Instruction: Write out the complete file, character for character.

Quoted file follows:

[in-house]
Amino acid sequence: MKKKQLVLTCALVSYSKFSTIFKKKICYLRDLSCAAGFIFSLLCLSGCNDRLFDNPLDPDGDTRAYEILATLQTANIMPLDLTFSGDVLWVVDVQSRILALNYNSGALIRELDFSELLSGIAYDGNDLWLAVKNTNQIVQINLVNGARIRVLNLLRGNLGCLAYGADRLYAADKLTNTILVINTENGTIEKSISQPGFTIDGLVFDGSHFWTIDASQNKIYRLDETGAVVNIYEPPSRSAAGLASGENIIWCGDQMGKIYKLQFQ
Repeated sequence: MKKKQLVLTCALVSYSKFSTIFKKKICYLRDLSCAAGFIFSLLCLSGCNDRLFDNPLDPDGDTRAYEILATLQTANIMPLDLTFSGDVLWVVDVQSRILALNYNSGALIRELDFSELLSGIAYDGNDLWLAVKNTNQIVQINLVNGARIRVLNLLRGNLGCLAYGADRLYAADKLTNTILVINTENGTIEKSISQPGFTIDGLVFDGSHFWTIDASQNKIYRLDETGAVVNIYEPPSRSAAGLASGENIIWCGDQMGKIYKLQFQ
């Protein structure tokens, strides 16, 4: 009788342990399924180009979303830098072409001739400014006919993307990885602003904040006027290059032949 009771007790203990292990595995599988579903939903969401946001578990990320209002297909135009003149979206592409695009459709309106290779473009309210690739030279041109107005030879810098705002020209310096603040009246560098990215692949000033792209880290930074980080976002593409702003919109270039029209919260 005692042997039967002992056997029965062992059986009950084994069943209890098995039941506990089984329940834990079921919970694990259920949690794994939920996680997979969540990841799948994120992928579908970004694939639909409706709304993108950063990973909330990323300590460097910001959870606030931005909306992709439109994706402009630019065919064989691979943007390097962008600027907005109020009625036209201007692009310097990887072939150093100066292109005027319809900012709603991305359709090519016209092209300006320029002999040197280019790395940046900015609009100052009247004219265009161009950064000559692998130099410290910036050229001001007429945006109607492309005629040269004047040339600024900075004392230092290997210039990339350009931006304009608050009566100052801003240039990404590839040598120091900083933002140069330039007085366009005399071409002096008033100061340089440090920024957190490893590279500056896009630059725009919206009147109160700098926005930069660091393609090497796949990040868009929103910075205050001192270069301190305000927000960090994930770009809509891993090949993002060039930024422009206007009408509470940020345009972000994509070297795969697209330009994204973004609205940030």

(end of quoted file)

[in-house]
Amino acid sequence: MKKKQLVLTCALVSYSKFSTIFKKKICYLRDLSCAAGFIFSLLCLSGCNDRLFDNPLDPDGDTRAYEILATLQTANIMPLDLTFSGDVLWVVDVQSRILALNYNSGALIRELDFSELLSGIAYDGNDLWLAVKNTNQIVQINLVNGARIRVLNLLRGNLGCLAYGADRLYAADKLTNTILVINTENGTIEKSISQPGFTIDGLVFDGSHFWTIDASQNKIYRLDETGAVVNIYEPPSRSAAGLASGENIIWCGDQMGKIYKLQFQ
Repeated sequence: MKKKQLVLTCALVSYSKFSTIFKKKICYLRDLSCAAGFIFSLLCLSGCNDRLFDNPLDPDGDTRAYEILATLQTANIMPLDLTFSGDVLWVVDVQSRILALNYNSGALIRELDFSELLSGIAYDGNDLWLAVKNTNQIVQINLVNGARIRVLNLLRGNLGCLAYGADRLYAADKLTNTILVINTENGTIEKSISQPGFTIDGLVFDGSHFWTIDASQNKIYRLDETGAVVNIYEPPSRSAAGLASGENIIWCGDQMGKIYKLQFQ
């Protein structure tokens, strides 16, 4: 009788342990399924180009979303830098072409001739400014006919993307990885602003904040006027290059032949 009771007790203990292990595995599988579903939903969401946001578990990320209002297909135009003149979206592409695009459709309106290779473009309210690739030279041109107005030879810098705002020209310096603040009246560098990215692949000033792209880290930074980080976002593409702003919109270039029209919260 005692042997039967002992056997029965062992059986009950084994069943209890098995039941506990089984329940834990079921919970694990259920949690794994939920996680997979969540990841799948994120992928579908970004694939639909409706709304993108950063990973909330990323300590460097910001959870606030931005909306992709439109994706402009630019065919064989691979943007390097962008600027907005109020009625036209201007692009310097990887072939150093100066292109005027319809900012709603991305359709090519016209092209300006320029002999040197280019790395940046900015609009100052009247004219265009161009950064000559692998130099410290910036050229001001007429945006109607492309005629040269004047040339600024900075004392230092290997210039990339350009931006304009608050009566100052801003240039990404590839040598120091900083933002140069330039007085366009005399071409002096008033100061340089440090920024957190490893590279500056896009630059725009919206009147109160700098926005930069660091393609090497796949990040868009929103910075205050001192270069301190305000927000960090994930770009809509891993090949993002060039930024422009206007009408509470940020345009972000994509070297795969697209330009994204973004609205940030």